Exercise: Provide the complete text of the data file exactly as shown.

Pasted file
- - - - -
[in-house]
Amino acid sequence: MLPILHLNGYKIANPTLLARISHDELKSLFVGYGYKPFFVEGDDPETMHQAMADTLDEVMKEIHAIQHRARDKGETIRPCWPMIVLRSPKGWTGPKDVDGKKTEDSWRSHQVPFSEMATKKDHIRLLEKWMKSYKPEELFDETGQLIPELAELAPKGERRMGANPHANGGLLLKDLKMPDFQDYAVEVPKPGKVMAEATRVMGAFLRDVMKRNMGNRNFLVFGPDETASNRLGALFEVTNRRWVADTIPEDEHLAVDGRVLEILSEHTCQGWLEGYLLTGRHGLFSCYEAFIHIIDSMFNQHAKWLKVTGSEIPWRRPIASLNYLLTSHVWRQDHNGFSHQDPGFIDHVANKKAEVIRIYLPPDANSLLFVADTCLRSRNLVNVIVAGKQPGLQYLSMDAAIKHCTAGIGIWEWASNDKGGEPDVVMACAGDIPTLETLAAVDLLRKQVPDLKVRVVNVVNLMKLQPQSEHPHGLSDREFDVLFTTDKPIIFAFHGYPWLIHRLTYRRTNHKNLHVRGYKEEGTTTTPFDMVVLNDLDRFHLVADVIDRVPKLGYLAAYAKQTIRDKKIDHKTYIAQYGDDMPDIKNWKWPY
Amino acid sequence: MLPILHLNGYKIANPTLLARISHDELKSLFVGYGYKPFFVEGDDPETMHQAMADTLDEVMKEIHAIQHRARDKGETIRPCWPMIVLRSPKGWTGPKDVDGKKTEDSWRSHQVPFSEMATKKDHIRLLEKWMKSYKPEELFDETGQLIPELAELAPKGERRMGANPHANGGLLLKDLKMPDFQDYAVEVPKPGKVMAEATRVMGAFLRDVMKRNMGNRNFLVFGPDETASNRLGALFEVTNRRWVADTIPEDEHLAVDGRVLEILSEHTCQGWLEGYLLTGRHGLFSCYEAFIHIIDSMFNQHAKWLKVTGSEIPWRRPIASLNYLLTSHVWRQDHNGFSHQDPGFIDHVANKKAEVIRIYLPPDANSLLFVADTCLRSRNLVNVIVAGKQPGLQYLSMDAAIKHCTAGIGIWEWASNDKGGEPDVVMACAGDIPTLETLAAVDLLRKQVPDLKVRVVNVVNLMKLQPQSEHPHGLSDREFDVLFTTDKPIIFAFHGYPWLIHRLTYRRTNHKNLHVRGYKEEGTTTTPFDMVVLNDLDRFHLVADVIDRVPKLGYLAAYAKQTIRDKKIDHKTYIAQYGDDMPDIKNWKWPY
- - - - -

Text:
[in-house]
Amino acid sequence: MLPILHLNGYKIANPTLLARISHDELKSLFVGYGYKPFFVEGDDPETMHQAMADTLDEVMKEIHAIQHRARDKGETIRPCWPMIVLRSPKGWTGPKDVDGKKTEDSWRSHQVPFSEMATKKDHIRLLEKWMKSYKPEELFDETGQLIPELAELAPKGERRMGANPHANGGLLLKDLKMPDFQDYAVEVPKPGKVMAEATRVMGAFLRDVMKRNMGNRNFLVFGPDETASNRLGALFEVTNRRWVADTIPEDEHLAVDGRVLEILSEHTCQGWLEGYLLTGRHGLFSCYEAFIHIIDSMFNQHAKWLKVTGSEIPWRRPIASLNYLLTSHVWRQDHNGFSHQDPGFIDHVANKKAEVIRIYLPPDANSLLFVADTCLRSRNLVNVIVAGKQPGLQYLSMDAAIKHCTAGIGIWEWASNDKGGEPDVVMACAGDIPTLETLAAVDLLRKQVPDLKVRVVNVVNLMKLQPQSEHPHGLSDREFDVLFTTDKPIIFAFHGYPWLIHRLTYRRTNHKNLHVRGYKEEGTTTTPFDMVVLNDLDRFHLVADVIDRVPKLGYLAAYAKQTIRDKKIDHKTYIAQYGDDMPDIKNWKWPY
Amino acid sequence: MLPILHLNGYKIANPTLLARISHDELKSLFVGYGYKPFFVEGDDPETMHQAMADTLDEVMKEIHAIQHRARDKGETIRPCWPMIVLRSPKGWTGPKDVDGKKTEDSWRSHQVPFSEMATKKDHIRLLEKWMKSYKPEELFDETGQLIPELAELAPKGERRMGANPHANGGLLLKDLKMPDFQDYAVEVPKPGKVMAEATRVMGAFLRDVMKRNMGNRNFLVFGPDETASNRLGALFEVTNRRWVADTIPEDEHLAVDGRVLEILSEHTCQGWLEGYLLTGRHGLFSCYEAFIHIIDSMFNQHAKWLKVTGSEIPWRRPIASLNYLLTSHVWRQDHNGFSHQDPGFIDHVANKKAEVIRIYLPPDANSLLFVADTCLRSRNLVNVIVAGKQPGLQYLSMDAAIKHCTAGIGIWEWASNDKGGEPDVVMACAGDIPTLETLAAVDLLRKQVPDLKVRVVNVVNLMKLQPQSEHPHGLSDREFDVLFTTDKPIIFAFHGYPWLIHRLTYRRTNHKNLHVRGYKEEGTTTTPFDMVVLNDLDRFHLVADVIDRVPKLGYLAAYAKQTIRDKKIDHKTYIAQYGDDMPDIKNWKWPY